|Palo Verde tree|
Since I had planned to go to Nancy’s in Illinois for Christmas, I had not made any other plans. All of a sudden I realized that everyone was disappearing and soon I would be in Hesston alone for the Christmas break. Mom was living in Phoenix, so I decided to hitch-hike home."
Sure why wouldn’t Uncle H hitchhike – that is totally reasonable. It was only three states away and a mere 1,000 plus miles, makes sense to me – NOT!
"A friend said I could ride with him to Guyman, Oklahoma. I spent the night with him at his home in Guyman and the next morning he took me out to the highway. I got a ride before too long and rode to some other town where I again had my thumb out. After a while a guy stopped and picked me up. He was going to Tucson, Arizona. He offered to let me off at the junction leading to Phoenix, but since it was out in the middle of nowhere, I said I would ride all the way to Tucson with him.
We arrived around 10:00 p.m. after dark and he took me to a truck stop. I tried for quite a while to get a ride and when it seemed I might have to give up a man stopped. Once I was in his car and headed for Phoenix, I realized I had made a mistake. He was very drunk and was speeding down the highway in a much uncontrolled manner. I decided I had to get out at the first opportunity. A sign came up indicating some kind of junction, so I told him that was where I needed off. He questioned why I would want off there but I insisted that was where I wanted off.
I found myself out, really in the middle of no-where in the middle of the night. There was no way anyone would stop for me now. Finally a bus came along and left someone off and a car came up to pick him up. They were heading down the opposite road than where I wanted to go so I was out of luck. They did give me a book of matches which proved to be very welcome. It is cold at night, even in Arizona, at that time of year so I soon had a fire going under a Palo Verde tree. This is where I was to spend the rest of the night.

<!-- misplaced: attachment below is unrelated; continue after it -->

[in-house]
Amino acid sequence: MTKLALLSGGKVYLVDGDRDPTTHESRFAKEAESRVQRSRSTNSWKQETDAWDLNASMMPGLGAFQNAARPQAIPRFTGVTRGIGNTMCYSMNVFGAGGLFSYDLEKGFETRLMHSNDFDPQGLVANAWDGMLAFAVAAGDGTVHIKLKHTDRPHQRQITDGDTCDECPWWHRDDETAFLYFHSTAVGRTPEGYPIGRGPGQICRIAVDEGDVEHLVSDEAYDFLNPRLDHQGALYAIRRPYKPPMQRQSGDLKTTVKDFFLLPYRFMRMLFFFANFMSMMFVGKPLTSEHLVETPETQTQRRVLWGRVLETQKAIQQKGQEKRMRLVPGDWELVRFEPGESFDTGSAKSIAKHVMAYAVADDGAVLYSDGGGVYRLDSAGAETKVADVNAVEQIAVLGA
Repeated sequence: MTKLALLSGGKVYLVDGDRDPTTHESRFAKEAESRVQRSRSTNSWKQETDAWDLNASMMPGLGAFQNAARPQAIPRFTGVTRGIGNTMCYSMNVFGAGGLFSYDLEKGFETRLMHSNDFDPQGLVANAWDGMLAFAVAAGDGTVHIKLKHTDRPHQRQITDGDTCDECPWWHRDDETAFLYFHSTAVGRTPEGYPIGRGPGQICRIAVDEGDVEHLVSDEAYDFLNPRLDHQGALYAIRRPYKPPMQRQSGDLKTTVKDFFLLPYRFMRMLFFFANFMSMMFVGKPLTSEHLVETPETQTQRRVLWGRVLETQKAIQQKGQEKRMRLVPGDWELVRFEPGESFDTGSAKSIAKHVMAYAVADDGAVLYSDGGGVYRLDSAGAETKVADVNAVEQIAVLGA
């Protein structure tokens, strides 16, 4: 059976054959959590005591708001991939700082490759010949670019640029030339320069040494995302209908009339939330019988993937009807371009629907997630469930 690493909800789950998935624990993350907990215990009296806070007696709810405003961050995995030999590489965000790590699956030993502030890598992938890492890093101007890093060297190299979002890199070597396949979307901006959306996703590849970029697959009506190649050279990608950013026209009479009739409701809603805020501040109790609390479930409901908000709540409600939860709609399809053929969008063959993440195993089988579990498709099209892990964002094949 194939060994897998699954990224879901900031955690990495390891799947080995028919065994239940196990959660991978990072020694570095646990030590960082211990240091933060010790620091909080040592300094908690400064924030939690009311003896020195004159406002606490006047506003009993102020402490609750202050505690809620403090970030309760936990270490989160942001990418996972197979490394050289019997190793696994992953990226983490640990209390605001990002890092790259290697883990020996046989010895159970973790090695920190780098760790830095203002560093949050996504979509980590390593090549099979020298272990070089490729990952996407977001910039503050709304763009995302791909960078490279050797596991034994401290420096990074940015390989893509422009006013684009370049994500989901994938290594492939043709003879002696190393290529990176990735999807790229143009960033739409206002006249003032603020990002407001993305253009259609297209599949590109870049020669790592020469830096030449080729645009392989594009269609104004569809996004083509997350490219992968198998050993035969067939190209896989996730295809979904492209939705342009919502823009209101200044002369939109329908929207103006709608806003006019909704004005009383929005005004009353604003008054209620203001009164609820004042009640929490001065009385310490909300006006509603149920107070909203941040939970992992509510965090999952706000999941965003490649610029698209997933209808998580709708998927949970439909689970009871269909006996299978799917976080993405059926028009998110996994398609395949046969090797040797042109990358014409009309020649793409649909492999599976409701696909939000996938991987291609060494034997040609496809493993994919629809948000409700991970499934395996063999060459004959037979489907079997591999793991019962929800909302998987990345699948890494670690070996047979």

I didn’t sleep a wink however, because before long three men showed up and wanted to get warm at my fire. One had a lot of blood on his head. They said, he had fallen from a rail-road trestle not too far from there because of the darkness. We sat eyeing each other across the fire for the night. I was sitting close to the suitcase I was carrying and every time they moved I must have gotten closer to it because the one said, “ We aren’t going to bother you for what you have there “. I don’t know why I was so protective of it, because there really wasn’t anything in it of any worth. Just a few hand-me-down clothes, but it was mine and I planned to protect it. I was very happy when the first rays of morning began to show. I bid my companions goodbye, left the fire going for them and headed out.
The very first car that came along stopped and I could hardly wait to get in. He was a nice man that was headed for Phoenix, so I was in luck. He dropped me off on 7th street close to Sunnyslope and I began walking home from there. Believe it or not, my brother, W had come home for Christmas and was driving north when I put my thumb out again and he stopped to pick me up. He was really surprised to see me as I was him. No-one knew that I was coming home. Neither did I, until the last minute. I’m sure that I got my bag of candy again, though."
(As poor as they were, his mother always managed a small bag of candy for all of her one short of a dozen kids on Christmas. Gifts were not part of the Uncle H’s Christmas celebrations. Once when he was younger he made up a big story to his classmates of the elaborate Christmas presents he got when he actually only had received a small bag of candy)
"As luck would have it, there was someone in Phoenix from Hesston and agreed to take me back when I returned. I was glad I didn’t have to hitch-hike back. Mom’s house in Phoenix was right next to the Mennonite Church so that is how we made the connection for the ride."
Several things struck me as interesting in this story. My Uncle H thought nothing of hitch-hiking over 1,000 miles to go home for Christmas. The danger of such a journey came to light on his trip and thankfully he made it home safely. The other was, his unwillingness to go to his girl friend’s if he could not contribute – Uncle H was no free loader. The last, here was another time that by his wits, Uncle H always seemed to make things work out.